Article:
Recently I caught up with another leader who I greatly respect. We met to discuss a project we were collectively partnering on. Our conversation revolved around what makes a software project delivery successful. Very quickly our discussion turned to the element of leadership in software delivery.
What makes one team successful and another unsuccessful? There are many factors that contribute to project success including how to build the right team, but the element of leadership is what I’d like to focus on today. If you think you’re not a leader because you don’t have a titled position of power, let’s reconsider. For delivery projects, leaders can surface in many roles. I’ve mentored many junior managers about the opportunity to influence their teams and demonstrate leadership. Likewise I’ve worked with more experienced team members about their expertise and how they can leverage their knowledge to lead teams.
Strong leaders possess many qualities, but one of the most important is the ability to listen to their team. Often, I see leaders come in and take over the conversation, typical of their exuberant type-A personalities that got them the position they’re in. In some ways that can be very helpful, especially because vision needs to be communicated openly and often; however, a leader may miss key insights if he or she doesn’t practice the discipline of listening to the team.
I use the word “discipline” with purpose. Listening is not a passive activity where you sit quietly or listen but then do nothing. It’s an active and crafted skill where you learn to ask the right questions and set aside other distractions to stay focused on the person speaking to you. Only when you truly hear your team can you successfully motivate, support and coach team members to serve the collective group for success in their mission.
This is a lesson I was fortunate to learn early in my career. I gravitate toward extroversion and have to remind myself almost daily to listen more, talk less. I started my career in the US Army and as a young lieutenant I was thrown into the position of leading a platoon of soldiers. I quickly realized that my team was more knowledgeable in just about everything we needed to do. It was both humbling and motivating.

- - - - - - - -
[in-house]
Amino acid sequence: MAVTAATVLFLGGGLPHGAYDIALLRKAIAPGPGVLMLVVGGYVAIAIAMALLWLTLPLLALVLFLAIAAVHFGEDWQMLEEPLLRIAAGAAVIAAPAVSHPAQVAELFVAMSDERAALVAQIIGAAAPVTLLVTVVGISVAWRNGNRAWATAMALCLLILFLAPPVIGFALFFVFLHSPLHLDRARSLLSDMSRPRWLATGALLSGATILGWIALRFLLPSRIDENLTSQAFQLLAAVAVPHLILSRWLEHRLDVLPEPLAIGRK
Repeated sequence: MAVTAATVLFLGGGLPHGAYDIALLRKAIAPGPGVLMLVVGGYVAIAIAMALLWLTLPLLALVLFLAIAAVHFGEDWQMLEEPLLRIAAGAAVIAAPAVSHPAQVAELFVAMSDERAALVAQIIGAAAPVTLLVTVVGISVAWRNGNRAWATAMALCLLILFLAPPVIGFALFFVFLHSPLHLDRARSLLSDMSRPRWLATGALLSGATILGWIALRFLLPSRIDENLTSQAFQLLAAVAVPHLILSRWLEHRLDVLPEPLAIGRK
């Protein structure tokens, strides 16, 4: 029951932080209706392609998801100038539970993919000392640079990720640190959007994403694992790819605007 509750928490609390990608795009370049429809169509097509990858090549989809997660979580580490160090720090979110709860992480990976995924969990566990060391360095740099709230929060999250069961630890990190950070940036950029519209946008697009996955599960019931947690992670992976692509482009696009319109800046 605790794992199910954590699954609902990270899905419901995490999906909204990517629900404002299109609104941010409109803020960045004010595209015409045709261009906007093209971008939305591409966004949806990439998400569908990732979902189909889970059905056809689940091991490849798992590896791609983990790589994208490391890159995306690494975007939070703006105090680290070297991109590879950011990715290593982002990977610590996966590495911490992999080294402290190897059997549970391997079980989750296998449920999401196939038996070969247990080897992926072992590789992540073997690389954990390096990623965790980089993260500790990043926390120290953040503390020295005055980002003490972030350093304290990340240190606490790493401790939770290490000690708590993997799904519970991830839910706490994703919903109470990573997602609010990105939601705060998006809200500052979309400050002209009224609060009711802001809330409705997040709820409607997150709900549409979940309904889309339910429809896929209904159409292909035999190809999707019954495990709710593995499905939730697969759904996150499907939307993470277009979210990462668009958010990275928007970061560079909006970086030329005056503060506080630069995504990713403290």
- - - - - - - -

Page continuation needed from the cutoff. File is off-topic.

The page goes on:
Whether by circumstance or intention, I started doing daily “walk-abouts” as my soldiers worked. Walking about meant spending lots of time outdoors in the uncomfortable Savannah, Georgia heat, sweating it out and rolling up my sleeves. But that time spent working and talking together was crucial in building trust and identifying each team member’s strengths.
Fast forward to today. As a software development partner, the ability to listen to clients remains a critical part of the process. What are you really trying to solve? Is it a software problem or are there process and organization elements that need change? What are the goals? What does success look like and how does it get measured? What is the one thing that we could help start right away?
As I wrapped up my conversation with my friend and leader, we talked about leading the whole person, not just the project. Leaders who listen and truly care and value the people on the team will quickly learn what motivates them. They will build successful teams and at times even long-lasting relationships. Software projects can be challenging throughout the journey as the team faces differing opinions, setbacks and normal tech challenges. A leader and a team that support one another through it allows for transparency and resiliency.
A true leader has the confidence to stand alone, the courage to make tough decisions, and the compassion to listen to the needs of others. He does not set out to be a leader, but becomes one by the equality of his actions and the integrity of his intent.
Douglas MacArthur, US Army General